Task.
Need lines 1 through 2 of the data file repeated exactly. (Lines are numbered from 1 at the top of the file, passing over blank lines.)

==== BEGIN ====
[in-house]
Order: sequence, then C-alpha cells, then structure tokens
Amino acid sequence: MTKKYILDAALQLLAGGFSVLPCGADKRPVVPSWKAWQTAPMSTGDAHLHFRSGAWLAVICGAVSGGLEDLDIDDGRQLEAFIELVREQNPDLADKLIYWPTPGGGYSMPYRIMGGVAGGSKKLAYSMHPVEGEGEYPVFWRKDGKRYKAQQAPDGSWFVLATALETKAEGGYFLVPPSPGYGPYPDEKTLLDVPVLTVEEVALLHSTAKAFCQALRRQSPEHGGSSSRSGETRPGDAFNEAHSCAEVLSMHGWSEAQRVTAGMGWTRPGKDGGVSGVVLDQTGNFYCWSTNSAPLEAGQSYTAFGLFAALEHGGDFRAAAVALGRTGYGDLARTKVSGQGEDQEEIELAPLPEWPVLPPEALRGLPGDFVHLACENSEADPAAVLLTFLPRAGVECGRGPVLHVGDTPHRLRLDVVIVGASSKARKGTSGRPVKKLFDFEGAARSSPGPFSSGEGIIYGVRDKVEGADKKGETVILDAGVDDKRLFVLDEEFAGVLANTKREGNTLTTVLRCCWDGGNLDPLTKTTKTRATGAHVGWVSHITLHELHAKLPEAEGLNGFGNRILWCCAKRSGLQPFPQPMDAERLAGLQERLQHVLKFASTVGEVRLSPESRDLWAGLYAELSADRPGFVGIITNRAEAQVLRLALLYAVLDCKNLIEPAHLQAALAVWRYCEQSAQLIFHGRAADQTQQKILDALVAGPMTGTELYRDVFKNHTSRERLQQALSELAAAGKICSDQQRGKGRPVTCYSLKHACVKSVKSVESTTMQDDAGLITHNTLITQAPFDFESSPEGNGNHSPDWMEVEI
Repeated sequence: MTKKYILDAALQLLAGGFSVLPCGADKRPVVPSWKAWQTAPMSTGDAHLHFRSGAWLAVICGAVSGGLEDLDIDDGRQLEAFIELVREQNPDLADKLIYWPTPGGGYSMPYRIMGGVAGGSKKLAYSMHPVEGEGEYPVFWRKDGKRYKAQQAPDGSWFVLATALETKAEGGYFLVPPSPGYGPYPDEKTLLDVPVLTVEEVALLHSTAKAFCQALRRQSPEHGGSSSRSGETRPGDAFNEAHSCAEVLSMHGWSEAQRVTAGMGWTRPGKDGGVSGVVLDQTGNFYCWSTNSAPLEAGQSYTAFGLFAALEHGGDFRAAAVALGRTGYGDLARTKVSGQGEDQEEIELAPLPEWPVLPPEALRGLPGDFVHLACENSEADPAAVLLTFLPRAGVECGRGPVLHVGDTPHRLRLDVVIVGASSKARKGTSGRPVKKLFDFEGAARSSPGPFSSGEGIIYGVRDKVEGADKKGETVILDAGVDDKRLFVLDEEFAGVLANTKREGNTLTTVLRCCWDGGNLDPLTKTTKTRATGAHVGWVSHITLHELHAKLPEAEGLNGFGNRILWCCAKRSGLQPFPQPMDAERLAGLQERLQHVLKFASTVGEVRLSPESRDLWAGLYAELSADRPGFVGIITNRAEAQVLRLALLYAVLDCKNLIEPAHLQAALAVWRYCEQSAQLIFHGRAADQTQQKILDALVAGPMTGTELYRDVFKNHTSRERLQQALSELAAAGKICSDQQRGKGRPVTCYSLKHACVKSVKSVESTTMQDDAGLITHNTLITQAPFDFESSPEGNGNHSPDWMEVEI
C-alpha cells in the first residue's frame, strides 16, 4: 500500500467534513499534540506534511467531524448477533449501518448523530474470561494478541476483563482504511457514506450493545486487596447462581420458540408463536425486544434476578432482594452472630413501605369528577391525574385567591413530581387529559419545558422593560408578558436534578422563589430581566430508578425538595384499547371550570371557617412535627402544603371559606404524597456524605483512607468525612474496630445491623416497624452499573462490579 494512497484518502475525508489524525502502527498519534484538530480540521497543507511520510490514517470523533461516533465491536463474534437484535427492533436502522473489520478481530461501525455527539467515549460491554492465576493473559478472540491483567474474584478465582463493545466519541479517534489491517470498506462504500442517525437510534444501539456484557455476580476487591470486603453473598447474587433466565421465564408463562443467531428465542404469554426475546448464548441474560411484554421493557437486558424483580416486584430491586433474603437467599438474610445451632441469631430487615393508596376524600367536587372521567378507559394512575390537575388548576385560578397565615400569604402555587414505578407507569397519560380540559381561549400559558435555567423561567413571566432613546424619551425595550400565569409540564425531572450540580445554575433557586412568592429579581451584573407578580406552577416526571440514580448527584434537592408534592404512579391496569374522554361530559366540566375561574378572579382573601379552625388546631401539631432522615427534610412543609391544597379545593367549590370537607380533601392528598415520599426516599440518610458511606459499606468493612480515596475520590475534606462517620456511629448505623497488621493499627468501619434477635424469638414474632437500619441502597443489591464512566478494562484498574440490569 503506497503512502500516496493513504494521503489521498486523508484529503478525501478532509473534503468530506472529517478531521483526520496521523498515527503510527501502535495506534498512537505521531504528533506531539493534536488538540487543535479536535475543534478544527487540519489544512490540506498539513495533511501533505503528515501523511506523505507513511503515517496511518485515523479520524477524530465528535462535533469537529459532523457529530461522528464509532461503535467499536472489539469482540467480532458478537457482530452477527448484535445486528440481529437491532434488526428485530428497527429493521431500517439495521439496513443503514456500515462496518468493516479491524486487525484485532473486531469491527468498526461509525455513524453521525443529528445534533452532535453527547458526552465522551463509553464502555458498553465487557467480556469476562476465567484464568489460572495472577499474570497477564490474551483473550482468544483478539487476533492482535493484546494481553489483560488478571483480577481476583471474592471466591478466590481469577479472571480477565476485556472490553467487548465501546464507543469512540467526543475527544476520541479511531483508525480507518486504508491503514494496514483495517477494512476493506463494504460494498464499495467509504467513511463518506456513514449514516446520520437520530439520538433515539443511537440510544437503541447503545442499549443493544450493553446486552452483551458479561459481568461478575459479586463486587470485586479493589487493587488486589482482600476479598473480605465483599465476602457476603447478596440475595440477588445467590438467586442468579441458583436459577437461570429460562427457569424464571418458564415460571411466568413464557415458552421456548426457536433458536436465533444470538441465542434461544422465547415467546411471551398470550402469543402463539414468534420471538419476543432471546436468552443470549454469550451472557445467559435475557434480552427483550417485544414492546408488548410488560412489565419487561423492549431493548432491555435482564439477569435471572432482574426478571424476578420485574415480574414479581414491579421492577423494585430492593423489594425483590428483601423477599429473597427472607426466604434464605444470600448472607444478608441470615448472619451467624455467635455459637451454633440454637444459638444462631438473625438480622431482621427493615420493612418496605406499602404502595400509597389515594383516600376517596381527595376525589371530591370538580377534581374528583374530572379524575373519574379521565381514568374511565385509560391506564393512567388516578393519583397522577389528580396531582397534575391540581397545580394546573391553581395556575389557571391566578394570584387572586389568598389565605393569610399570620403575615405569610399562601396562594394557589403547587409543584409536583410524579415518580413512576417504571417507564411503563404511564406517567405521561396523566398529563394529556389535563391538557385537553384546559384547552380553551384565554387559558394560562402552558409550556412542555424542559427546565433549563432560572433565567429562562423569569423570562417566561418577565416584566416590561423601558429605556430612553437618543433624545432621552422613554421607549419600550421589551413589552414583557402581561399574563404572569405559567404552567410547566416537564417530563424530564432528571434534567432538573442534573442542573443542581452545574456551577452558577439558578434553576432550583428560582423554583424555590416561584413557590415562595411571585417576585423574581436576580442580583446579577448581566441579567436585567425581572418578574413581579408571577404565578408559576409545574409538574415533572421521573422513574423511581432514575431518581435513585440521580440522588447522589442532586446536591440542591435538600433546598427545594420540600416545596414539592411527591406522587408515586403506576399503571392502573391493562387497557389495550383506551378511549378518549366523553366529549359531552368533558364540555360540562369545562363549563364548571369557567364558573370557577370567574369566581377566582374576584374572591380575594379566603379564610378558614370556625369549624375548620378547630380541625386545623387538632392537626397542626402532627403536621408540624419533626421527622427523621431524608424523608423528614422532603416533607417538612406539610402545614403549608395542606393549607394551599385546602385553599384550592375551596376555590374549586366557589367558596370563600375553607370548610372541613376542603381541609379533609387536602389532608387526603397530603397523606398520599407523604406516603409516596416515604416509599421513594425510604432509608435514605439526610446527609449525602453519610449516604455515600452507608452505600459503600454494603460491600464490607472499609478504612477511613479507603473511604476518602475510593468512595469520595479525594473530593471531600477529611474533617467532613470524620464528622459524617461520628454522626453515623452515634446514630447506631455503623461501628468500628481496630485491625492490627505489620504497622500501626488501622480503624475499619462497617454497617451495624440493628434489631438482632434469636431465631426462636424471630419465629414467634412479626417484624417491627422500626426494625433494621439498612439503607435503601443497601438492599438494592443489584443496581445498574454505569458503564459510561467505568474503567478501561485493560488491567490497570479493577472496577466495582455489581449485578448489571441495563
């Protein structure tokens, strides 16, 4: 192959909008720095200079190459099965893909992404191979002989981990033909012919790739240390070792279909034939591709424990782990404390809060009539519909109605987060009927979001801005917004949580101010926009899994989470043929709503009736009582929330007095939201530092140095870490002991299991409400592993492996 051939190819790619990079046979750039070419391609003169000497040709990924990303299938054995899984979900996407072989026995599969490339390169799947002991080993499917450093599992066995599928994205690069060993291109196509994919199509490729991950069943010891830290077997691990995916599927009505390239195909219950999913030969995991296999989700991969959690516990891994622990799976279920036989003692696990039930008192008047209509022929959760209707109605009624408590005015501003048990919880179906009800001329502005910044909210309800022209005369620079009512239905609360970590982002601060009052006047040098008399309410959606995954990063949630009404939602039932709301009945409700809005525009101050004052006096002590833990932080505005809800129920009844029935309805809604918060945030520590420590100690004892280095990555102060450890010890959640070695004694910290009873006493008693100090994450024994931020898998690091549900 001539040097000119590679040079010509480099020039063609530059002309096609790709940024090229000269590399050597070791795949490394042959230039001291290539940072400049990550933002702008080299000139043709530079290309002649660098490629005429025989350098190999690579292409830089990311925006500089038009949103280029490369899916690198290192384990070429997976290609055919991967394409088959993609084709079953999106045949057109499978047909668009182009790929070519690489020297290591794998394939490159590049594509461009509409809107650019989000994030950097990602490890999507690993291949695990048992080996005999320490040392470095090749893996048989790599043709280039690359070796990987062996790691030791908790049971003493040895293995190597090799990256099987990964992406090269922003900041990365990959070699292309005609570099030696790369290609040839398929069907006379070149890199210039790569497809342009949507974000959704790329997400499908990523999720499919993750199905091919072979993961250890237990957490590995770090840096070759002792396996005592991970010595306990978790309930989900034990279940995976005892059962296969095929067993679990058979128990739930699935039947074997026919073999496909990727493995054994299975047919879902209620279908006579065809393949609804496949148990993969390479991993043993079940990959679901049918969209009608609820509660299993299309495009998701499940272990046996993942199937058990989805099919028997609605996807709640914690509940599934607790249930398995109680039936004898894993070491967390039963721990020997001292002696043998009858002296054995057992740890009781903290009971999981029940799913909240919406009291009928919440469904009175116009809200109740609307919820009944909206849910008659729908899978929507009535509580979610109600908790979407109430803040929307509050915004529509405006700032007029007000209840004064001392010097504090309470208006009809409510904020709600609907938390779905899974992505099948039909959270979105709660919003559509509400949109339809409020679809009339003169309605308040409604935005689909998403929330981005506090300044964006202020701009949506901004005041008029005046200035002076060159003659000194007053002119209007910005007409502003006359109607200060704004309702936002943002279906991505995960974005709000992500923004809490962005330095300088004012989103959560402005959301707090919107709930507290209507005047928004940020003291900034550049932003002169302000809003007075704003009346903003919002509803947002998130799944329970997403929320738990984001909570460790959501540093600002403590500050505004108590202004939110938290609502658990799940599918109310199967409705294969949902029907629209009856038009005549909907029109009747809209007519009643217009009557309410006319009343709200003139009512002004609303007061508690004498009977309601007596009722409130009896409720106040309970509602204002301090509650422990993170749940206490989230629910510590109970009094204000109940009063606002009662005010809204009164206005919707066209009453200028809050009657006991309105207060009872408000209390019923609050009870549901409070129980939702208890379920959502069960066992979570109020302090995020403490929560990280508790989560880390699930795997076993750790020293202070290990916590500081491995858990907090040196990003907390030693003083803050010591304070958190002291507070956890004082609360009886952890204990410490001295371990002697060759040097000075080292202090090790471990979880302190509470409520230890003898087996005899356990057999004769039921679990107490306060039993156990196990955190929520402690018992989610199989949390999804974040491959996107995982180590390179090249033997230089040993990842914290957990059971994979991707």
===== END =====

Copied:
[in-house]
Order: sequence, then C-alpha cells, then structure tokens